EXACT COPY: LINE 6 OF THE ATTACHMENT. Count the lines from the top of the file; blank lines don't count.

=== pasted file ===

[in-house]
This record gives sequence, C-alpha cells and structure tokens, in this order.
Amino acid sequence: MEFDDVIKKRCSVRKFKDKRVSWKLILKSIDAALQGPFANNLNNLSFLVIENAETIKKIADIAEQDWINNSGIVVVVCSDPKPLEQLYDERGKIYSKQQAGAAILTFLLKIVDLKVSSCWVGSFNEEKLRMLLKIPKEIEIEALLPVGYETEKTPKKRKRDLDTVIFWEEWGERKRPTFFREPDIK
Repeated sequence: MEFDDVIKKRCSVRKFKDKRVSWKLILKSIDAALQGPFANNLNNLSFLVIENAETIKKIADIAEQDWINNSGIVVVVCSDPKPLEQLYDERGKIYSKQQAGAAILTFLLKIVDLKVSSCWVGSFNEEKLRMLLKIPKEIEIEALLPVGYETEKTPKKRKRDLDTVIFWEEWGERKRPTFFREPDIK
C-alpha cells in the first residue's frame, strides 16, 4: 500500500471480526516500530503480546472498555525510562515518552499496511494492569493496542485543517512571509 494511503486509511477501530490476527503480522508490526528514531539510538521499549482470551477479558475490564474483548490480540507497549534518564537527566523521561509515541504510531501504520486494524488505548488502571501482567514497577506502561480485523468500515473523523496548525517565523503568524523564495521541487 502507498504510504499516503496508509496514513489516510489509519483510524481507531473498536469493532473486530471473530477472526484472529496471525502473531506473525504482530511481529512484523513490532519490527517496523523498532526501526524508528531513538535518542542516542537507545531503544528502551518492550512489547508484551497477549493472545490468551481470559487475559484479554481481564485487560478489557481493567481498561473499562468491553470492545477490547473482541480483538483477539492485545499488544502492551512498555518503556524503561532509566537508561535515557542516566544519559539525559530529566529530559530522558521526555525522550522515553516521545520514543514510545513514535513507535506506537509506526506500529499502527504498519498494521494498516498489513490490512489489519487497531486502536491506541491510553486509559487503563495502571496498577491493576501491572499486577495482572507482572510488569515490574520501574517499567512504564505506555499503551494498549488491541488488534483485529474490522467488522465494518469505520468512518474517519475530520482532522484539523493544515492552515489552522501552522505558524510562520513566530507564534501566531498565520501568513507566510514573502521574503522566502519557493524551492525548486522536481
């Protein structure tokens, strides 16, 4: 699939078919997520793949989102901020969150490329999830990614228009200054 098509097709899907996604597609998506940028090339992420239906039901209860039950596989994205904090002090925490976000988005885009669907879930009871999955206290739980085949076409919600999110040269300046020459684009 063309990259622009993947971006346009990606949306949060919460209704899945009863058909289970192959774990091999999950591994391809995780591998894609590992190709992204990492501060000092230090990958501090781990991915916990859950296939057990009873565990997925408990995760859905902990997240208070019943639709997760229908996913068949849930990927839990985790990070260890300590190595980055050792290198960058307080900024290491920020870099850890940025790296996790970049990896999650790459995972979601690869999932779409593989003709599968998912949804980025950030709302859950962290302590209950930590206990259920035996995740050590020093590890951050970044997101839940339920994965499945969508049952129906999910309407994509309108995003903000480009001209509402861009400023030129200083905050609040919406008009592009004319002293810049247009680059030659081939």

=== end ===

């Protein structure tokens, strides 16, 4: 699939078919997520793949989102901020969150490329999830990614228009200054 098509097709899907996604597609998506940028090339992420239906039901209860039950596989994205904090002090925490976000988005885009669907879930009871999955206290739980085949076409919600999110040269300046020459684009 063309990259622009993947971006346009990606949306949060919460209704899945009863058909289970192959774990091999999950591994391809995780591998894609590992190709992204990492501060000092230090990958501090781990991915916990859950296939057990009873565990997925408990995760859905902990997240208070019943639709997760229908996913068949849930990927839990985790990070260890300590190595980055050792290198960058307080900024290491920020870099850890940025790296996790970049990896999650790459995972979601690869999932779409593989003709599968998912949804980025950030709302859950962290302590209950930590206990259920035996995740050590020093590890951050970044997101839940339920994965499945969508049952129906999910309407994509309108995003903000480009001209509402861009400023030129200083905050609040919406008009592009004319002293810049247009680059030659081939």